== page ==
Kellogg Magazine  |  Spring/Summer 2018



When Potatoes Brought Peacellustrations by Lisa Röper
When Potatoes Brought Peace
In the 16th century, the potato arrived in Europe.
The consequences went far beyond diet.

The potato, small and humble though it may be, has played an outsized role in history. Many scholars credit the hardy and nu-trient-rich crop with rapid population growth across Europe and the rise of industrialization and empires in the West.

Now the potato can add a new line to its already fascinating resume: peacemaker.

Research from Nancy Qian, a professor of managerial eco-nomics and decision sciences at the Kellogg School, finds that potatoes, and the permanent boost in agricultural productivi-ty they brought about, reduced armed conflict in the 18th and 19th centuries.

Qian and her two coauthors examined battles in Europe, North Africa and the Middle East between 1400 and 1900 – a notori-ously bloody and brutal period. “Everyone was fighting every-one, all the time,” she says.

But things changed when Spanish explorers brought back the potato from South America in the 16th century, her study shows. Suddenly, a family of four could grow enough food to survive on about a third as much land as they needed before. This abrupt change in the food supply prompted battle-hardened Europeans to put down their weapons.

Qian cannot say for sure exactly why people swapped the sword for the spud, but she has a strong suspicion.

“Although we talk about brand perceptions
specifically in this paper, the general idea of
looking to your users’ network connections
can be applied a lot of different ways.”
“Historically, agricultural land was the most valuable resource,” she explains. “If the land is able to produce more food per area, then it becomes cheaper – and if it’s cheaper, then it’s less valu-able, and people don’t want to fight over it as much.”

In a 2011 paper, Qian and coauthor Nathan Nunn at Harvard found that potatoes were responsible for a significant portion of the increase in population and urbanization that took place in he West in the 18th and 19th centuries.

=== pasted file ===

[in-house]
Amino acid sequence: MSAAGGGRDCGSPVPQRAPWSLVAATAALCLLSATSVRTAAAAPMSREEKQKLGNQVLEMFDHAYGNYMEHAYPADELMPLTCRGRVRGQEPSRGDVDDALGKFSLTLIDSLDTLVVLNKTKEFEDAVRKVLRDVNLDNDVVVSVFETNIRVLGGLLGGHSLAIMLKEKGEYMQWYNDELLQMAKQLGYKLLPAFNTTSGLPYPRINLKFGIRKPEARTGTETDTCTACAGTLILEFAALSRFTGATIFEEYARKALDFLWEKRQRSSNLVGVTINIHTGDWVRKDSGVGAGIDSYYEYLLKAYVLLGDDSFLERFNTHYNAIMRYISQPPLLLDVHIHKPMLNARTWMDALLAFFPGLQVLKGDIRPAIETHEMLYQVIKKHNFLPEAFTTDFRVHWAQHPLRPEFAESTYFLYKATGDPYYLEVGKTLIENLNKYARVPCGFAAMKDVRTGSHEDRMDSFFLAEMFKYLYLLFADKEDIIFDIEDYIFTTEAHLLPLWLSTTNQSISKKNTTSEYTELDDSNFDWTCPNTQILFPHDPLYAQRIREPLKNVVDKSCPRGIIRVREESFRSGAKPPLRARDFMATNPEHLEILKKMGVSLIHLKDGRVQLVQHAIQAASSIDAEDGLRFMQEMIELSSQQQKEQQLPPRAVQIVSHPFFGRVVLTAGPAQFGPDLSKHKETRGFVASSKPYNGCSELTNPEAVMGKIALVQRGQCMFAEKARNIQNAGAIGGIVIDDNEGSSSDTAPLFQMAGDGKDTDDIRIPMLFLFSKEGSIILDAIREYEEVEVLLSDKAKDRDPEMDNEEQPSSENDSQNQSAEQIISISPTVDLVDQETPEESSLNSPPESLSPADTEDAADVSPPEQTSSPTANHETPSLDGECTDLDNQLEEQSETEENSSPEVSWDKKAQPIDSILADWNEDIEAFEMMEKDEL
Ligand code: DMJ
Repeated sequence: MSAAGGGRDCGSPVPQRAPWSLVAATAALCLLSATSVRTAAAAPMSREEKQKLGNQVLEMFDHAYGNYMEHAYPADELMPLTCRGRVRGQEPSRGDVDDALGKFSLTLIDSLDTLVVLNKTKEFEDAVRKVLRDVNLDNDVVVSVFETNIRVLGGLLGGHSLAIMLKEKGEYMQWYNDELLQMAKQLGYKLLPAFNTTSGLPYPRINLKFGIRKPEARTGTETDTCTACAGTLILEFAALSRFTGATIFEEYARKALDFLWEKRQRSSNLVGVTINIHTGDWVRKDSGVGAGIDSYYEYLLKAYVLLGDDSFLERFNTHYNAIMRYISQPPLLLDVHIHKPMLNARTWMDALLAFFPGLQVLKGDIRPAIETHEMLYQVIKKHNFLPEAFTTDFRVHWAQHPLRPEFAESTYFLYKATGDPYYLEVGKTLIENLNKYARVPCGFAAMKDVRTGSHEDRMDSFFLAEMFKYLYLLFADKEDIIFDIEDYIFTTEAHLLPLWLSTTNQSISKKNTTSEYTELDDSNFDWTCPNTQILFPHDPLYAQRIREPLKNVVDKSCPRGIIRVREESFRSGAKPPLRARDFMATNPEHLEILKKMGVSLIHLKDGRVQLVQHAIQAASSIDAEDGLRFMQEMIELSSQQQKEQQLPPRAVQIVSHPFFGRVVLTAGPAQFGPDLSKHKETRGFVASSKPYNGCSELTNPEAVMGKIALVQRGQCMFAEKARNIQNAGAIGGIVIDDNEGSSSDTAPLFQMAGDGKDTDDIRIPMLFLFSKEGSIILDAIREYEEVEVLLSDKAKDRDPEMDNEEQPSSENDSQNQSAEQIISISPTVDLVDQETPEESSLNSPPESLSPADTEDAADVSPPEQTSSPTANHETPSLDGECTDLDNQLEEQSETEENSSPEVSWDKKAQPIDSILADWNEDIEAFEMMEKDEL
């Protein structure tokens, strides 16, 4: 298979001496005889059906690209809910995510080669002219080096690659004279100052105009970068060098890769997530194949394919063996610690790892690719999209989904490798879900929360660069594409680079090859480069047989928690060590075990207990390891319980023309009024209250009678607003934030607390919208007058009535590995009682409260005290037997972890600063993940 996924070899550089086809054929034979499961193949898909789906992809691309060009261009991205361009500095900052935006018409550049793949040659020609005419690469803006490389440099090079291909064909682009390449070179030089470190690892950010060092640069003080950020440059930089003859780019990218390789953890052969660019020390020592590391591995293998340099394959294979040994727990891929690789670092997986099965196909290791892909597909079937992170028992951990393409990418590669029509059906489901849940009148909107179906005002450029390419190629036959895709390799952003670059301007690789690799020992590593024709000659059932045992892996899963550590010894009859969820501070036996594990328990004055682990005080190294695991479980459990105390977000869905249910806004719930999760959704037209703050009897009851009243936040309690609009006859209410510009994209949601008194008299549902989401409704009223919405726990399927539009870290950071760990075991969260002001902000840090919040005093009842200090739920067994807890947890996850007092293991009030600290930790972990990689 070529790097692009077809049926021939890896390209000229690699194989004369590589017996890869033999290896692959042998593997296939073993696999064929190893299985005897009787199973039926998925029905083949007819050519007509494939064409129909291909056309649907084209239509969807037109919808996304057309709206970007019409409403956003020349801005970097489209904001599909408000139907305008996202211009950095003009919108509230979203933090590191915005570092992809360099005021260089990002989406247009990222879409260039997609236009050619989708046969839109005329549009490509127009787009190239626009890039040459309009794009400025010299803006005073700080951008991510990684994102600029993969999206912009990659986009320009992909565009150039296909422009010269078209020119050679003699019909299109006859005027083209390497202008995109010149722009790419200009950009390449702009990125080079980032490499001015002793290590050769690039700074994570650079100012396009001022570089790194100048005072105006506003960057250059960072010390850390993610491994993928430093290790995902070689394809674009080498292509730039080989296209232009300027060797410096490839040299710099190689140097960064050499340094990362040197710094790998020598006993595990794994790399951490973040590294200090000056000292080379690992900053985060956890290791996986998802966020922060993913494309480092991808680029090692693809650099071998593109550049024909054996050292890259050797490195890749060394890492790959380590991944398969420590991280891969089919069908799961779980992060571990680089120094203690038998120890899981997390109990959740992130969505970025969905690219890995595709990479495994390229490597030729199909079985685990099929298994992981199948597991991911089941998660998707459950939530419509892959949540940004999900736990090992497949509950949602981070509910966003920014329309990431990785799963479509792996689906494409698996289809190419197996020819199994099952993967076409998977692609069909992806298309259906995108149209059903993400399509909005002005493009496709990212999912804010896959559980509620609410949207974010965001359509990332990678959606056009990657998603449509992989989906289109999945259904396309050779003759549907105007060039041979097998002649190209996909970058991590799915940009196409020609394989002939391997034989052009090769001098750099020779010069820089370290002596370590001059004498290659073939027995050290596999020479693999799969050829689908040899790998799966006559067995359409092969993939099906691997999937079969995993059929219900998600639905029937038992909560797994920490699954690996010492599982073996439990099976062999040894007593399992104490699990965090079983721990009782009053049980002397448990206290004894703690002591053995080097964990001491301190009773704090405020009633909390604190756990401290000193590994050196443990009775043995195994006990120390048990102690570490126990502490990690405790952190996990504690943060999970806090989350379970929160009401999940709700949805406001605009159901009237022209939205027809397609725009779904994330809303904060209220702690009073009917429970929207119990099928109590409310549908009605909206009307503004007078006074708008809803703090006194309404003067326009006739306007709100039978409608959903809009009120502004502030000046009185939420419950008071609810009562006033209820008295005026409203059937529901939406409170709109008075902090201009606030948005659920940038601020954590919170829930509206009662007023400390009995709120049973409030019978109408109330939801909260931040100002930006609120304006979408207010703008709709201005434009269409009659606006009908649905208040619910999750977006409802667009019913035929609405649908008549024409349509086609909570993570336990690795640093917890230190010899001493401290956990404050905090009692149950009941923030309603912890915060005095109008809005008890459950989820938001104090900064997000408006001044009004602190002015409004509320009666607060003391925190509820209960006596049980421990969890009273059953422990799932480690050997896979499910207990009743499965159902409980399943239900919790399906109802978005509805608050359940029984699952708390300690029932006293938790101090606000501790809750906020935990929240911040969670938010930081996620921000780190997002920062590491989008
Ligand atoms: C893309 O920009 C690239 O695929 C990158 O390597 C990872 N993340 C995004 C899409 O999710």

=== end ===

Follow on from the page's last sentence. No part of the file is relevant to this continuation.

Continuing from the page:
She began to wonder what else might have changed after potatoes arrived in the Old World, figuring “if you’ve got all this food, that’s got to be good for other stuff,” she says. So Qian and Nunn teamed up with Murat Iyigun at the University of Colorado and Nathan Nunn at Harvard to investigate the relationship between potatoes and conflict. They created a dataset of all Eu-ropean battles from 1400 onward – some-thing they thought would take six weeks. It took six months.

Then they divided that map into 400-by-400-km squares, noting which squares were suitable for growing potatoes.

Squares that could grow potatoes saw less conflict after the plant’s arrival. In fact, 26 percent of the variation in conflict is ex-plained by the variation in potato cultiva-tion, the researchers found. They tested a variety of other factors to see if something else was at work in re-ducing conflict. In each case, they con-firmed that potatoes, and only potatoes, were responsible for the change.

Until recently, Qian says, historians and economists did not have much evidence of how increasing agricultural productiv-ity shaped the world over the long run.

“These historical jumps in agricultural productivity alter the landscape of hu-man civilization in important and fun-damental ways we haven’t really talked about,” Qian says. When Potatoes Brought Peace